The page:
My second husband and myself adopted Zoey, our Pomeranian Jack Russell cross puppy when she was three months old while living in south Florida. At that time of our life husband’s career was taking off, we had moved into a new home and I was alone a lot. Zoey took up the emptiness of long days and evenings as most puppies do with her antics and love just being alive. Over her next eight years she earned much respect and her place easily in our family, becoming more than a pet after being service certified and being in public. We decided to let her do it because she always sought out people needing comforting. When my husband was stricken with a heart attack and on bed rest five weeks Zoey climbed onto his bed and never left his side. Later it would be an illness that left me in a wheelchair for six months and unable to play and care for her as needed days with my husband away, so she taught herself to bring me items I couldn’t fetch along with inventing games she could play with me while in my wheelchair. We jokingly called her “Momma” by her fourth year of life with us.
Zoey was remarkable and much loved by all who met her Florida to New Hampshire, after I was well and excelled, she was even on the local news in 2010 after moving to New Hampshire. Last April she turned eight years old. These last couple of years she was diagnosed with CHF, Congestive Heart Failure. Her puppy attitude and playfulness never slowed, but her body did. July second while having her routine heart x-ray we discovered her heart had doubled in size and was pushing into her lungs cutting her breathing off significantly. She was tired the last few months, had been hiding a lot at home under our bed most of the time, coughing, and days were a struggle for her. I didn’t want to lose my child and best friend but because I loved her and she had given us so much we let her go while at the vet. I couldn’t make her wait anymore.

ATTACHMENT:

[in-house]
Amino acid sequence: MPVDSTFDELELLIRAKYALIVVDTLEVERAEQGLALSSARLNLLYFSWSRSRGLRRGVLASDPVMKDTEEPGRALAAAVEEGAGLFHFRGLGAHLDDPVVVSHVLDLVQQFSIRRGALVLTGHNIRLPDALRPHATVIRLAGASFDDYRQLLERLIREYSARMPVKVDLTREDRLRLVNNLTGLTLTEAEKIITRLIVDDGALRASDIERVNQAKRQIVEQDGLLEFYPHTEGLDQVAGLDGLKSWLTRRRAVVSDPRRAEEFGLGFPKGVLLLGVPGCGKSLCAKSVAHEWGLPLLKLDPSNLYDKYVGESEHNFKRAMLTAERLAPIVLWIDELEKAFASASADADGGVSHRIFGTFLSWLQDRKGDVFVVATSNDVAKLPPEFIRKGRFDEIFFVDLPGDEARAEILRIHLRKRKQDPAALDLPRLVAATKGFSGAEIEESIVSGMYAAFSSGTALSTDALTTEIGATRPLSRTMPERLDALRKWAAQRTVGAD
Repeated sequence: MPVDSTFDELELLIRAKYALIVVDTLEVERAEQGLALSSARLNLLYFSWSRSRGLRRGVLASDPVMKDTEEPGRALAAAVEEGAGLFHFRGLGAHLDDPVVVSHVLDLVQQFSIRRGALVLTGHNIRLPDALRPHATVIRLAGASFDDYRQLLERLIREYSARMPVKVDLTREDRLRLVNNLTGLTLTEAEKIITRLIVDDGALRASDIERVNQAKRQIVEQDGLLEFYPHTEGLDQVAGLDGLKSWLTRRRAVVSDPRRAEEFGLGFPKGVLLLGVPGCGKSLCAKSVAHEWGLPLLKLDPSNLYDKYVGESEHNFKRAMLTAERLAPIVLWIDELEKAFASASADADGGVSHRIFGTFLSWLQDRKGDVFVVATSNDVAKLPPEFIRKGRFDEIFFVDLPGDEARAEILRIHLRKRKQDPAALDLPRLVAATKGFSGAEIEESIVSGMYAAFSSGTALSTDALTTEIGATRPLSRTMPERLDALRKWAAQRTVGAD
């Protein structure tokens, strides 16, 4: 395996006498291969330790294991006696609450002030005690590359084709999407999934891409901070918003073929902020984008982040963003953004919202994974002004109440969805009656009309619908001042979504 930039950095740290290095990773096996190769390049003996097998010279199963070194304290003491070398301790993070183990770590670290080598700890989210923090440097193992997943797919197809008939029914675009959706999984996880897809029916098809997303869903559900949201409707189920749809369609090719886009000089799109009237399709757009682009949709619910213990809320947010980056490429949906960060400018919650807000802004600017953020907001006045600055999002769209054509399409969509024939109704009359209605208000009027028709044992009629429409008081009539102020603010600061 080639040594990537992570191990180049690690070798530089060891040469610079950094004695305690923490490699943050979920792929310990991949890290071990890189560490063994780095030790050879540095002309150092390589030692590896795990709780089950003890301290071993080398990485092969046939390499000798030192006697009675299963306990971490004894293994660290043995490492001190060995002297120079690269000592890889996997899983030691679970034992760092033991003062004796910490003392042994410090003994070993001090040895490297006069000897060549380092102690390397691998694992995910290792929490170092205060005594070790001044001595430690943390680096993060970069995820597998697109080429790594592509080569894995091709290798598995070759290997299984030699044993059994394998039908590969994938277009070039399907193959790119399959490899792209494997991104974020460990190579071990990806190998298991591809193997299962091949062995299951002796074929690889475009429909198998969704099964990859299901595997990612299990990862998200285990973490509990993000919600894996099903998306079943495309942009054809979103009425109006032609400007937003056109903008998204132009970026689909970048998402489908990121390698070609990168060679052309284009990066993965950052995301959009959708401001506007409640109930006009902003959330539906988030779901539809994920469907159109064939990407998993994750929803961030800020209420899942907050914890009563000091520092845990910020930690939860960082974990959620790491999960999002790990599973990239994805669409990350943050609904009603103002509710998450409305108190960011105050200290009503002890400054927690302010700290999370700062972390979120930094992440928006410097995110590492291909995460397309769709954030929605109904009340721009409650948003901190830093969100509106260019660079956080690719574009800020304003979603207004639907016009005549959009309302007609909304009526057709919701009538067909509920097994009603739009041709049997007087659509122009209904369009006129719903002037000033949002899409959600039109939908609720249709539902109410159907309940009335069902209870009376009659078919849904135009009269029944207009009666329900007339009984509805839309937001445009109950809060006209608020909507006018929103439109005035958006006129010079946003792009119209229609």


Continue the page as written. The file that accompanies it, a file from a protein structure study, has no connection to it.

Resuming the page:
I’ve never lost anyone to death let alone witnessed it first hand. Those who decide to be by a loved ones side in that moment are braver than I. It was horrible watching her go and I wasn’t prepared for how a body reacts once the process begins and ends. I haven’t eaten nor slept since the fateful day, July 2nd. Yesterday we were able to bring her cremated remains home. We received deliveries of flowers and sympathy cards and notes but it doesn’t make it easier. Thanks goes out to Dr. Dennis for her excellent veterinary care of Zoey to the end.
This isn’t at all how I thought life would be at my age. No grandchildren, no family. Now a best friend.